A former Deputy National Chairman of the Peoples Democratic Party, PDP, Chief Olabode George, has called on the party’s factional National Chairman, Sen. Ali Modu Sheriff to shun political rascality for the sake of posterity.
George made the appeal in his Ikoyi office, Lagos when he hosted the South-West zonal executives of the party on Monday.
The former deputy national chairman of the party accused Sheriff of doing the bidding of certain forces outside the PDP, whom he claimed were determined to destroy the party.
According to George, “I will just appeal to Senator Ali Modu Sheriff: enough is enough. The political rascality, judicial rascality must stop for posterity. All these unnecessary litigations.
“There is an adage in Yoruba that when you see a bush rat dancing in the middle of the road, the drummers are in the bush. Let him take it easy, for the sake of the future generations of this country. Those who invited him, I hope they have learnt a lesson. It takes one terrible person to throw a stone into the well, one million professors won’t be able to find that stone.”
It will be recall that the leading opposition party in the country has been entangled in leadership crisis, following the inauguration of the Sen Ahmed Makarfi-led Caretaker Committee ealier in the year.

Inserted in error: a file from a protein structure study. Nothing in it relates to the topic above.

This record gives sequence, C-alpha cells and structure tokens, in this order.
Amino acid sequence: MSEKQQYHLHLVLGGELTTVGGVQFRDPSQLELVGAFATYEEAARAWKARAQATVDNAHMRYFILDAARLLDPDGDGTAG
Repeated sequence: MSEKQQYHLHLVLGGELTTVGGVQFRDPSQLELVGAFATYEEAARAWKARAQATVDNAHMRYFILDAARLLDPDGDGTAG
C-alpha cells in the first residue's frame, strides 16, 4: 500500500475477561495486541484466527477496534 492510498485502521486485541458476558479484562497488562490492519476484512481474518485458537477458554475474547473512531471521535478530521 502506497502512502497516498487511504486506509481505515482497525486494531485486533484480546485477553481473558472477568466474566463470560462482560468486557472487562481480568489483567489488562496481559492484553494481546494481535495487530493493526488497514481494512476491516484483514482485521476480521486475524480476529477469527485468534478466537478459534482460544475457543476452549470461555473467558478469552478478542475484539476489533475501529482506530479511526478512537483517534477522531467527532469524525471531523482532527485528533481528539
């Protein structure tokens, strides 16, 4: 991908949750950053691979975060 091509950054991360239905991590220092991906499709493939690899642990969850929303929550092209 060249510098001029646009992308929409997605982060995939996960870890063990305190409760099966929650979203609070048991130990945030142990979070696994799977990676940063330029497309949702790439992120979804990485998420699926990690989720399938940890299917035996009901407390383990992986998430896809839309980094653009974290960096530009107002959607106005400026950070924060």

Despite the recent declaration by an Appeal Court, Abuja division, that Sheriff’s claim to the chairmanship position was illegal, the former Borno State Governor has continued to insist that he remains the substantive leader of the party.
Speaking further, the elder statesman also stated that with the poor performance of the All Progressives Congress, APC, God and Nigerians will give the PDP another opportunity to rule Nigeria in 2019.
Stressing that the President Muhammadu Buhari’s government “lacks the capacity to put smiles on the faces of Nigerians”, George said, “Nigerians have seen the two sides of the coin and they have an opportunity to decide, based on your performance, based on the trust that they have in you. God is a God of second chance.
“I have been advising my oga (boss), Mr. President, what does he want to be remembered for? I am talking now as a general, not as a politician. If anybody is telling him, all is well; all is not well. Whatever he will do to alleviate the despondency in the land, he must do.”
Calling on the party to stop the imposition of candidates, George said, “If we want to win, we must tell ourselves some home truths and go back to our drawing board. We must be just, we must be fair and we must be equitable.
“We should learn from the mistakes of the past. The penchant that, ‘I am in charge, I can do and undo,’ it must end. So, let us learn that there must be justice, fairness and equity. It is a tripod: if we remove any of these three legs, we are going nowhere. If we don’t do that, we are wasting our time.